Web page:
Pension Funds & Provident Funds

Pension Fund

Pension funds enable employees and employers to contribute to a retirement fund which, once an employee retires, will pay the employee a monthly / quarterly / annual income which is based on the total amount contributed to the fund.

A pension fund is linked to your employment which means that you can only join a pension fund through your employer. A pension fund is managed by experts who decide which assets to invest in (subject to the applicable regulations).

Contributions to a pension fund are tax deductible for the employee and employer, but this is subject to certain maximum limits which we will discuss in the topic on the taxation of retirement funds.

When you retire at age 55 or above, you are entitled to receive up to one third or R247 500 (whichever is greater) of your total pension fund savings in a cash lump sum, which is taxable at specified rates (which we look at in the next topic). The amount that you do not withdraw as a lump sum (i.e. the balance of your pension fund savings) is used to purchase an annuity, which pays you a set monthly, quarterly or annual income until your death. The income received on your annuity is taxable as per the applicable income tax rates at the time.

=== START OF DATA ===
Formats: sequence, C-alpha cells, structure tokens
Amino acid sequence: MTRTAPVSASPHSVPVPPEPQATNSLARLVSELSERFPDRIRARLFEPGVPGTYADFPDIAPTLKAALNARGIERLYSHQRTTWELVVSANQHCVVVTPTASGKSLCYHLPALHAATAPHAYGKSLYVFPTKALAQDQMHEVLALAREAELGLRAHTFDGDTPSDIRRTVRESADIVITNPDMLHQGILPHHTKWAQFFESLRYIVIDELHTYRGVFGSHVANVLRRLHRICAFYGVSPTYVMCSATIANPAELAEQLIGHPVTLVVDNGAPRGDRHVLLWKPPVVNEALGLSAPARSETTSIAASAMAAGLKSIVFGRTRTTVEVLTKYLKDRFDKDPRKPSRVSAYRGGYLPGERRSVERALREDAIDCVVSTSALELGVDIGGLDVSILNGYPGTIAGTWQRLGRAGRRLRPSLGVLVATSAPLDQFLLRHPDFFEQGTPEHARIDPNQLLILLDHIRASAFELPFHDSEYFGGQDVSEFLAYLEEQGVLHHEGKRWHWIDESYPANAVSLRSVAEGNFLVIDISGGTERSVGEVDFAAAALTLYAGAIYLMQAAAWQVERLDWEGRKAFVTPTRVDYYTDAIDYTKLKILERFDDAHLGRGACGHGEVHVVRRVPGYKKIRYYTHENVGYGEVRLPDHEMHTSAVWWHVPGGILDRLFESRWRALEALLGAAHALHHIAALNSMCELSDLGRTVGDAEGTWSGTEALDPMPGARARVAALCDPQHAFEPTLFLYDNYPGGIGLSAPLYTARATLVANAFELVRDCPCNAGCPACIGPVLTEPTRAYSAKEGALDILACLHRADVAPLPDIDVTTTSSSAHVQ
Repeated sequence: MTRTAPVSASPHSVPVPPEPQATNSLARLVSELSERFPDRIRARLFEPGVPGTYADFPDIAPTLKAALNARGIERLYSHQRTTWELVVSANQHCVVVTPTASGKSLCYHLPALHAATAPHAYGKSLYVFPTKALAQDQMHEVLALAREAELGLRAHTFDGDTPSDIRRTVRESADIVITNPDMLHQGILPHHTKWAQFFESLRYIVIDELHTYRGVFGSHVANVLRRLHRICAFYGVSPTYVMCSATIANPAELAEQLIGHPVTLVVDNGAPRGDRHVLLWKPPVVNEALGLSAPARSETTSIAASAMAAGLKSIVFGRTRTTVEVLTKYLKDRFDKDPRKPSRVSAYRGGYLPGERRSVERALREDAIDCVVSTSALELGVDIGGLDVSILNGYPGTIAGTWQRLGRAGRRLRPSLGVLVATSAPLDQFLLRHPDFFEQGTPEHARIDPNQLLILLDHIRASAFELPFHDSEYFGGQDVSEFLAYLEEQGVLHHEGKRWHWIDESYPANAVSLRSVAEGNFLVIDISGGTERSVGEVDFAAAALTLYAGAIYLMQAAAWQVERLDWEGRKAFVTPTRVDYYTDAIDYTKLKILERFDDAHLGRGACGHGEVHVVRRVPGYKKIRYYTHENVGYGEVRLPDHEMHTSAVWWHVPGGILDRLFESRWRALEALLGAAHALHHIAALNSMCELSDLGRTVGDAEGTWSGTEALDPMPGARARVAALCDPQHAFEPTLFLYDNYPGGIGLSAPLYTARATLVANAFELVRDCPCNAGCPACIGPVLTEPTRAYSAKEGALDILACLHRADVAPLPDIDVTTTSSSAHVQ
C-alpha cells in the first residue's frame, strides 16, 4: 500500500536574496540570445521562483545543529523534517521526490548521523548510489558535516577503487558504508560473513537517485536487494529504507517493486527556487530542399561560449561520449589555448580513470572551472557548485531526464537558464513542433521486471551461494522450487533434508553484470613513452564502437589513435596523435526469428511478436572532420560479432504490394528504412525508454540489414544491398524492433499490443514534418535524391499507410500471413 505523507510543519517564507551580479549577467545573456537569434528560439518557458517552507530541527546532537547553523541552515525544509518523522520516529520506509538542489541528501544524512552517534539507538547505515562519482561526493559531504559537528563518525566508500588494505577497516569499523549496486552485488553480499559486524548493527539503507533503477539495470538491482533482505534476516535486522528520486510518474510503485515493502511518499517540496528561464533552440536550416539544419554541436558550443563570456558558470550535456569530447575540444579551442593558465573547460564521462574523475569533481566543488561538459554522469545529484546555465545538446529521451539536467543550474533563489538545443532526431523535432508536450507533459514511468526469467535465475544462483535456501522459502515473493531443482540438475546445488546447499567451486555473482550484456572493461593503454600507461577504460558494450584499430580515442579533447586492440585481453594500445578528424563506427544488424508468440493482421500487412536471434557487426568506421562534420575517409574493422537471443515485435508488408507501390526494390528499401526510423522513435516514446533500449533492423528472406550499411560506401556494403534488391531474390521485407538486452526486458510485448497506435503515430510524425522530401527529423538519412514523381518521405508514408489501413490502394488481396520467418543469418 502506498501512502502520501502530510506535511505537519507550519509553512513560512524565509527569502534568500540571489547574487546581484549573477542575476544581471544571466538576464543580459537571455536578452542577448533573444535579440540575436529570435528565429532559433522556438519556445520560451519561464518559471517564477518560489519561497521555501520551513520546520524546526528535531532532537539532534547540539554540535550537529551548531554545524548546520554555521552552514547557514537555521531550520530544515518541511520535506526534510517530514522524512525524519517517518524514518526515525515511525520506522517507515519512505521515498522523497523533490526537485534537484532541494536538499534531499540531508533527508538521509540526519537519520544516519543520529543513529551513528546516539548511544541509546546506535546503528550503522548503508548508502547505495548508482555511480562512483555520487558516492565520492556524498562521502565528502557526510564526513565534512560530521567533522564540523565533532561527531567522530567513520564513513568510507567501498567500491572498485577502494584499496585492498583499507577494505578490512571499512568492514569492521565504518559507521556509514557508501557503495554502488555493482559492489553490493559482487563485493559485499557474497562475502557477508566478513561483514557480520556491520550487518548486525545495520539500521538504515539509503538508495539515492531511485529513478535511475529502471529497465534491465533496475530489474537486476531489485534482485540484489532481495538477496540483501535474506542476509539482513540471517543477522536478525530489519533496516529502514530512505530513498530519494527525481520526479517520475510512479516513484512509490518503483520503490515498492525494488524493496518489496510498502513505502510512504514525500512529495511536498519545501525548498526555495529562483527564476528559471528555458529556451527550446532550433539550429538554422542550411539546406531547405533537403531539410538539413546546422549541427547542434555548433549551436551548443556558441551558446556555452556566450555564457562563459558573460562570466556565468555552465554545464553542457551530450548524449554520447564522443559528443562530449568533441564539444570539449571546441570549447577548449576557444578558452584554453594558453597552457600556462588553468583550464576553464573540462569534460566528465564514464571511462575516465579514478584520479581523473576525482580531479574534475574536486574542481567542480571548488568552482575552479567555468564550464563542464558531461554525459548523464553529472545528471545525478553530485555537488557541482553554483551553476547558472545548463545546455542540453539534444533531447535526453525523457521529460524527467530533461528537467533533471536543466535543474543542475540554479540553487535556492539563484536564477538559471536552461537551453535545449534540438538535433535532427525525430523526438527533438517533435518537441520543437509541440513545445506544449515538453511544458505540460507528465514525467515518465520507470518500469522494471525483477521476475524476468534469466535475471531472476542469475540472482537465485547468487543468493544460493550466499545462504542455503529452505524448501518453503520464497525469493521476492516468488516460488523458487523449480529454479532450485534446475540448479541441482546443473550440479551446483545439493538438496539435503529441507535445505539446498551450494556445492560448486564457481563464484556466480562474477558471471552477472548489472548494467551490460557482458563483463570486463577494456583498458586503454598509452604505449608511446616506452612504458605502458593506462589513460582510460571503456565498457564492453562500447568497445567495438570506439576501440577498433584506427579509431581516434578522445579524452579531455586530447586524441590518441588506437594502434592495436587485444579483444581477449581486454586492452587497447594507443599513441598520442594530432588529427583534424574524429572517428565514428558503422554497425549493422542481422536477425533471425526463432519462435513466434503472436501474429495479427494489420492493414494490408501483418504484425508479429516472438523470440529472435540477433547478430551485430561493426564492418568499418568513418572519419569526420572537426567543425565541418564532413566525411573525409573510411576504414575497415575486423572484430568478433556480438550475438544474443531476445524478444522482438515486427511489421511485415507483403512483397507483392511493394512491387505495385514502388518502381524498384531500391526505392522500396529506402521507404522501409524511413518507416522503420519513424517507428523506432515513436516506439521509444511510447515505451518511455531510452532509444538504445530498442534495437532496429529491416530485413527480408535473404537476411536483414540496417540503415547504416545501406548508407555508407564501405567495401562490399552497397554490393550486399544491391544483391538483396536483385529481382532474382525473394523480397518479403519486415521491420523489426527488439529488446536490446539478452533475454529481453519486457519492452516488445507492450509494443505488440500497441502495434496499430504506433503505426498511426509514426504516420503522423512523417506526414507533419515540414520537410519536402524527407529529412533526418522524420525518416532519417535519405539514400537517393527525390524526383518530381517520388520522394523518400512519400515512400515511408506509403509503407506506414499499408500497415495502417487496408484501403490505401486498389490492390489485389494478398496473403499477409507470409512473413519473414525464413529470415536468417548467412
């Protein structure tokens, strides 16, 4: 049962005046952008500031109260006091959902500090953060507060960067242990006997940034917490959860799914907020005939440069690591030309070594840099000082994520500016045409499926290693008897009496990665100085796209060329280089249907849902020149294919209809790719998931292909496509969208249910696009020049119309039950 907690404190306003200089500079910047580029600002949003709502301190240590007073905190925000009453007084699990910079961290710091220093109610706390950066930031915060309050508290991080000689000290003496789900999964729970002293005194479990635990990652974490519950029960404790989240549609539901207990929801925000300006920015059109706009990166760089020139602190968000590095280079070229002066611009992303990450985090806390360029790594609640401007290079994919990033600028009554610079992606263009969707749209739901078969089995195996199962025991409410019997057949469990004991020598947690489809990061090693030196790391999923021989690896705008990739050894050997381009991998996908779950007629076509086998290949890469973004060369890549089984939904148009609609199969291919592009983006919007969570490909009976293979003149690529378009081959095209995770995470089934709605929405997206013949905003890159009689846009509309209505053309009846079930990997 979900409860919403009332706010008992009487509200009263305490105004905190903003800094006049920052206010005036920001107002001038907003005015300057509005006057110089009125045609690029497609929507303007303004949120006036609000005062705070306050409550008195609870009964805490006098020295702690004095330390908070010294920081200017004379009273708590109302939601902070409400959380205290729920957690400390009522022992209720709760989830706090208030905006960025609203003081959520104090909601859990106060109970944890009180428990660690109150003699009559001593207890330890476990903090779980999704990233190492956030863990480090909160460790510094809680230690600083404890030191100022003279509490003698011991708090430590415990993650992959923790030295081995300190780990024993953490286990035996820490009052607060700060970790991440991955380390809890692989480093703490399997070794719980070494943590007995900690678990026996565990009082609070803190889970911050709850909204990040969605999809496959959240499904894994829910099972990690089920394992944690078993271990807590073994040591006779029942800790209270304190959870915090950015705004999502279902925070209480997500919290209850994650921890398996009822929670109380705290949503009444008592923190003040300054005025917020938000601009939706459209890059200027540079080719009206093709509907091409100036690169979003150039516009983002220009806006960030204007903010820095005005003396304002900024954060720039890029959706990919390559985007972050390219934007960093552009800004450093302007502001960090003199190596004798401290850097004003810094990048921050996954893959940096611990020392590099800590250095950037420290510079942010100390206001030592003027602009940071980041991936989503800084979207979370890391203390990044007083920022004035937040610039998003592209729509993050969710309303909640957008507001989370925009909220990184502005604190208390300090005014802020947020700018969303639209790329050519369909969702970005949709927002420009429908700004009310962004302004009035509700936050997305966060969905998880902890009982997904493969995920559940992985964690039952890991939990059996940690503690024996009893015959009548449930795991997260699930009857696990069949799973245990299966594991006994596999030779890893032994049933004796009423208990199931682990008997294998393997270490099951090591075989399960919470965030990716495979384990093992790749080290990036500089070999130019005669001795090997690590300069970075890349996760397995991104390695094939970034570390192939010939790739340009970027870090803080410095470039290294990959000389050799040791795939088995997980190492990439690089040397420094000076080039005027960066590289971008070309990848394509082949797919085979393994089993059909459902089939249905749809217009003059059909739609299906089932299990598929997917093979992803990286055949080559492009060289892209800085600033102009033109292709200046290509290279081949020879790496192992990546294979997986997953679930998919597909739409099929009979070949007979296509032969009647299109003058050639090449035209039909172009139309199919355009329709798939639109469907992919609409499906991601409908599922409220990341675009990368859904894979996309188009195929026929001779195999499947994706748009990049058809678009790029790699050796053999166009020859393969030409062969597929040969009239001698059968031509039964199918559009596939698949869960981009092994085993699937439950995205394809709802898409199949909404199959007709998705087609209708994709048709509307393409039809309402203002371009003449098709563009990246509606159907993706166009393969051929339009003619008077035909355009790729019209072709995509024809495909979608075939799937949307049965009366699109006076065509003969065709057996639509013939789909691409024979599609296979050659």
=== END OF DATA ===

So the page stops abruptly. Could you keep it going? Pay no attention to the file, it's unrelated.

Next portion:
If you leave your employer before you retire (either by resigning or if your employment is terminated for another reason) you may move your pension fund savings, tax free, from your employer’s fund to either:

  • your new employer’s pension fund
  • a preservation fund; or
  • a retirement annuity

You are entitled to withdraw up to a third of your pension fund savings when you leave your employer, this withdrawal will be subject to tax, which we will discuss in the topic on taxation of retirement funds.

Provident Fund

A provident fund is very similar to a pension fund and after the most recent amendments to the taxation of retirement funds, there is not much difference between the two.

Like a pension fund, a provident fund is linked to your employment and therefore can only be joined through your employer. A provident fund is merely a different type of pension fund which, for instance, is set up by a large company for its own employees.

Broadly, the same rules as discussed above for pension funds apply to provident funds. The only difference with a provident fund is that you are able to withdraw up to 100% of the amounts invested in your provident fund prior to 1 March 2021, when the new amendments to the pension fund legislation came into effect.